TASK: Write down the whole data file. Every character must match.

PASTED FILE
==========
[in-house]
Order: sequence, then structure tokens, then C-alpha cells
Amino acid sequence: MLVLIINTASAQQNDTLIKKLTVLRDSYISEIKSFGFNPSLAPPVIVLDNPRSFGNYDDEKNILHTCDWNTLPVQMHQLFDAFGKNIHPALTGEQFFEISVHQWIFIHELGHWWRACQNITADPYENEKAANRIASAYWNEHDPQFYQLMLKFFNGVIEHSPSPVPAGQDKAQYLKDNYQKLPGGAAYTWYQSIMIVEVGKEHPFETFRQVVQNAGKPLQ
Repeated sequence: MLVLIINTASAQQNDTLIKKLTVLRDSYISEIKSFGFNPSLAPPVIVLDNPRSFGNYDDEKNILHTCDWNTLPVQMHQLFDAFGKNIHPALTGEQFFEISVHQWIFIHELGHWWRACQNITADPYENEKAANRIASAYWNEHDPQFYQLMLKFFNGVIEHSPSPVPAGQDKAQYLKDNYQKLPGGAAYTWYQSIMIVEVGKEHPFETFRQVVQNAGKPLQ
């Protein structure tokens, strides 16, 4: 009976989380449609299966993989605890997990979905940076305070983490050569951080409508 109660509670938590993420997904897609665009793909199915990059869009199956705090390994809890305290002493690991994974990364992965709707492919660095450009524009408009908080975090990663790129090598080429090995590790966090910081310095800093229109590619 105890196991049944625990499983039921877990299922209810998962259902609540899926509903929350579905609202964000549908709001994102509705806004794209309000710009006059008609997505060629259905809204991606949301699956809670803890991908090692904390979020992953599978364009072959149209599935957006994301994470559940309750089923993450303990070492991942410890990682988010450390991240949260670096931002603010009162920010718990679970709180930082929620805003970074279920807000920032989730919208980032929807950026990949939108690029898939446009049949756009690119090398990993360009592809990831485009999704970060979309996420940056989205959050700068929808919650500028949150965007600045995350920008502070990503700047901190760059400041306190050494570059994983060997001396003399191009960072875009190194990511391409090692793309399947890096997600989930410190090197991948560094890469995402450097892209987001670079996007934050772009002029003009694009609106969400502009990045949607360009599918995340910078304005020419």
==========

[in-house]
Order: sequence, then structure tokens, then C-alpha cells
Amino acid sequence: MLVLIINTASAQQNDTLIKKLTVLRDSYISEIKSFGFNPSLAPPVIVLDNPRSFGNYDDEKNILHTCDWNTLPVQMHQLFDAFGKNIHPALTGEQFFEISVHQWIFIHELGHWWRACQNITADPYENEKAANRIASAYWNEHDPQFYQLMLKFFNGVIEHSPSPVPAGQDKAQYLKDNYQKLPGGAAYTWYQSIMIVEVGKEHPFETFRQVVQNAGKPLQ
Repeated sequence: MLVLIINTASAQQNDTLIKKLTVLRDSYISEIKSFGFNPSLAPPVIVLDNPRSFGNYDDEKNILHTCDWNTLPVQMHQLFDAFGKNIHPALTGEQFFEISVHQWIFIHELGHWWRACQNITADPYENEKAANRIASAYWNEHDPQFYQLMLKFFNGVIEHSPSPVPAGQDKAQYLKDNYQKLPGGAAYTWYQSIMIVEVGKEHPFETFRQVVQNAGKPLQ
């Protein structure tokens, strides 16, 4: 009976989380449609299966993989605890997990979905940076305070983490050569951080409508 109660509670938590993420997904897609665009793909199915990059869009199956705090390994809890305290002493690991994974990364992965709707492919660095450009524009408009908080975090990663790129090598080429090995590790966090910081310095800093229109590619 105890196991049944625990499983039921877990299922209810998962259902609540899926509903929350579905609202964000549908709001994102509705806004794209309000710009006059008609997505060629259905809204991606949301699956809670803890991908090692904390979020992953599978364009072959149209599935957006994301994470559940309750089923993450303990070492991942410890990682988010450390991240949260670096931002603010009162920010718990679970709180930082929620805003970074279920807000920032989730919208980032929807950026990949939108690029898939446009049949756009690119090398990993360009592809990831485009999704970060979309996420940056989205959050700068929808919650500028949150965007600045995350920008502070990503700047901190760059400041306190050494570059994983060997001396003399191009960072875009190194990511391409090692793309399947890096997600989930410190090197991948560094890469995402450097892209987001670079996007934050772009002029003009694009609106969400502009990045949607360009599918995340910078304005020419």